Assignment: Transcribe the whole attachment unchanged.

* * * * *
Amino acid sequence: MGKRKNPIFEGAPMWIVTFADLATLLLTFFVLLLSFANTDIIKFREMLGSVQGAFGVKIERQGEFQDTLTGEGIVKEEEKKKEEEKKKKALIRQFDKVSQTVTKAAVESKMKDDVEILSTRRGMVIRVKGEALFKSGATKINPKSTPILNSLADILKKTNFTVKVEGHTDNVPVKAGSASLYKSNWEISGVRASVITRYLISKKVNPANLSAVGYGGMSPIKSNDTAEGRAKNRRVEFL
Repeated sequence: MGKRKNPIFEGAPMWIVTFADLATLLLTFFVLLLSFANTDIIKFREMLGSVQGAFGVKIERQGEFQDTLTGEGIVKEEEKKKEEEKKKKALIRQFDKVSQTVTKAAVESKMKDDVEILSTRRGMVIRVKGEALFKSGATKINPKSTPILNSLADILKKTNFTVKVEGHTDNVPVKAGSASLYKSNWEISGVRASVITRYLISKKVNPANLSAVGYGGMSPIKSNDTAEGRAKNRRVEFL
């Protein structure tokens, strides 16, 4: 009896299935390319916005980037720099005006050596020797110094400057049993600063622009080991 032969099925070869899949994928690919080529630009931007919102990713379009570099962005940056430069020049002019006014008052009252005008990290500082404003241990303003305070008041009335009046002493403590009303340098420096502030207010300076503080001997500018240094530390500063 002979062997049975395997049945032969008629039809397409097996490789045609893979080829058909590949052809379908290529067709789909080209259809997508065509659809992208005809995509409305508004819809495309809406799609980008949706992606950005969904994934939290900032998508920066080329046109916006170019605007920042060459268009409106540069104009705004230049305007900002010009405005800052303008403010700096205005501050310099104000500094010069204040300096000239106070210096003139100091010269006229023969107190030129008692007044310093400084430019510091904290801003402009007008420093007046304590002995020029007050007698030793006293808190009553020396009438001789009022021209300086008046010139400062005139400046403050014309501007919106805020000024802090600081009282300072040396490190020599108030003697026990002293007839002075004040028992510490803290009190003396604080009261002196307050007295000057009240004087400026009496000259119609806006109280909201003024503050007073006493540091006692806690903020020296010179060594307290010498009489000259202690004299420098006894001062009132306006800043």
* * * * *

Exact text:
Amino acid sequence: MGKRKNPIFEGAPMWIVTFADLATLLLTFFVLLLSFANTDIIKFREMLGSVQGAFGVKIERQGEFQDTLTGEGIVKEEEKKKEEEKKKKALIRQFDKVSQTVTKAAVESKMKDDVEILSTRRGMVIRVKGEALFKSGATKINPKSTPILNSLADILKKTNFTVKVEGHTDNVPVKAGSASLYKSNWEISGVRASVITRYLISKKVNPANLSAVGYGGMSPIKSNDTAEGRAKNRRVEFL
Repeated sequence: MGKRKNPIFEGAPMWIVTFADLATLLLTFFVLLLSFANTDIIKFREMLGSVQGAFGVKIERQGEFQDTLTGEGIVKEEEKKKEEEKKKKALIRQFDKVSQTVTKAAVESKMKDDVEILSTRRGMVIRVKGEALFKSGATKINPKSTPILNSLADILKKTNFTVKVEGHTDNVPVKAGSASLYKSNWEISGVRASVITRYLISKKVNPANLSAVGYGGMSPIKSNDTAEGRAKNRRVEFL
């Protein structure tokens, strides 16, 4: 009896299935390319916005980037720099005006050596020797110094400057049993600063622009080991 032969099925070869899949994928690919080529630009931007919102990713379009570099962005940056430069020049002019006014008052009252005008990290500082404003241990303003305070008041009335009046002493403590009303340098420096502030207010300076503080001997500018240094530390500063 002979062997049975395997049945032969008629039809397409097996490789045609893979080829058909590949052809379908290529067709789909080209259809997508065509659809992208005809995509409305508004819809495309809406799609980008949706992606950005969904994934939290900032998508920066080329046109916006170019605007920042060459268009409106540069104009705004230049305007900002010009405005800052303008403010700096205005501050310099104000500094010069204040300096000239106070210096003139100091010269006229023969107190030129008692007044310093400084430019510091904290801003402009007008420093007046304590002995020029007050007698030793006293808190009553020396009438001789009022021209300086008046010139400062005139400046403050014309501007919106805020000024802090600081009282300072040396490190020599108030003697026990002293007839002075004040028992510490803290009190003396604080009261002196307050007295000057009240004087400026009496000259119609806006109280909201003024503050007073006493540091006692806690903020020296010179060594307290010498009489000259202690004299420098006894001062009132306006800043």